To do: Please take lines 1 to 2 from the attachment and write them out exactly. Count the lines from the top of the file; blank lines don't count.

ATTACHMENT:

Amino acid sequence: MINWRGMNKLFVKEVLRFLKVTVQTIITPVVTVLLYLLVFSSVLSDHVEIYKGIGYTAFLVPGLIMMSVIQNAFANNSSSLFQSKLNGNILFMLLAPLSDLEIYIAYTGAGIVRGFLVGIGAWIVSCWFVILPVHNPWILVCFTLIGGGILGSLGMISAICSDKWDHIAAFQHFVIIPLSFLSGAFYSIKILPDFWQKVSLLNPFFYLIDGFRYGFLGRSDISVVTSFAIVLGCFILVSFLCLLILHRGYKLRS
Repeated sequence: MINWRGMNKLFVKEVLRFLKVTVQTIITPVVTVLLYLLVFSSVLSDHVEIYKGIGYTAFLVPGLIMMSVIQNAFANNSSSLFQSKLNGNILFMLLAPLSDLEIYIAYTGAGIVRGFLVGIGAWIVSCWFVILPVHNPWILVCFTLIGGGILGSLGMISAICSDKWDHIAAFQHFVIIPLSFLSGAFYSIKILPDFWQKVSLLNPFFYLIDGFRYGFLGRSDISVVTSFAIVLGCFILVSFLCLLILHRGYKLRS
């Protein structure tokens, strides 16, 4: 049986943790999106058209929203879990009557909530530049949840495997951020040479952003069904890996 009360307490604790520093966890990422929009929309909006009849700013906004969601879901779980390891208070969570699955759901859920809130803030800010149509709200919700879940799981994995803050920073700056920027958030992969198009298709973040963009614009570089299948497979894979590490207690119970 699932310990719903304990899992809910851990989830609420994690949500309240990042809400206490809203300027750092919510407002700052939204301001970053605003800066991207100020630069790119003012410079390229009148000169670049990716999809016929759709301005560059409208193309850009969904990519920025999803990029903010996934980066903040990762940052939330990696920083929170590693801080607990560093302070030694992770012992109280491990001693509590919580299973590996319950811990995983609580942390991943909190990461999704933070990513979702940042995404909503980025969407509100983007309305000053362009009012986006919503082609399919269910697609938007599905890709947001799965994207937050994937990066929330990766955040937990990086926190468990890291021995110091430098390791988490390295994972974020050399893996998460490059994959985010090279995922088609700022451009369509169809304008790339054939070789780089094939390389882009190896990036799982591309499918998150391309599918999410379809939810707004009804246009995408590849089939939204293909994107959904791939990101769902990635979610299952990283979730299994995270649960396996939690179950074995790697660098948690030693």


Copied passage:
Amino acid sequence: MINWRGMNKLFVKEVLRFLKVTVQTIITPVVTVLLYLLVFSSVLSDHVEIYKGIGYTAFLVPGLIMMSVIQNAFANNSSSLFQSKLNGNILFMLLAPLSDLEIYIAYTGAGIVRGFLVGIGAWIVSCWFVILPVHNPWILVCFTLIGGGILGSLGMISAICSDKWDHIAAFQHFVIIPLSFLSGAFYSIKILPDFWQKVSLLNPFFYLIDGFRYGFLGRSDISVVTSFAIVLGCFILVSFLCLLILHRGYKLRS
Repeated sequence: MINWRGMNKLFVKEVLRFLKVTVQTIITPVVTVLLYLLVFSSVLSDHVEIYKGIGYTAFLVPGLIMMSVIQNAFANNSSSLFQSKLNGNILFMLLAPLSDLEIYIAYTGAGIVRGFLVGIGAWIVSCWFVILPVHNPWILVCFTLIGGGILGSLGMISAICSDKWDHIAAFQHFVIIPLSFLSGAFYSIKILPDFWQKVSLLNPFFYLIDGFRYGFLGRSDISVVTSFAIVLGCFILVSFLCLLILHRGYKLRS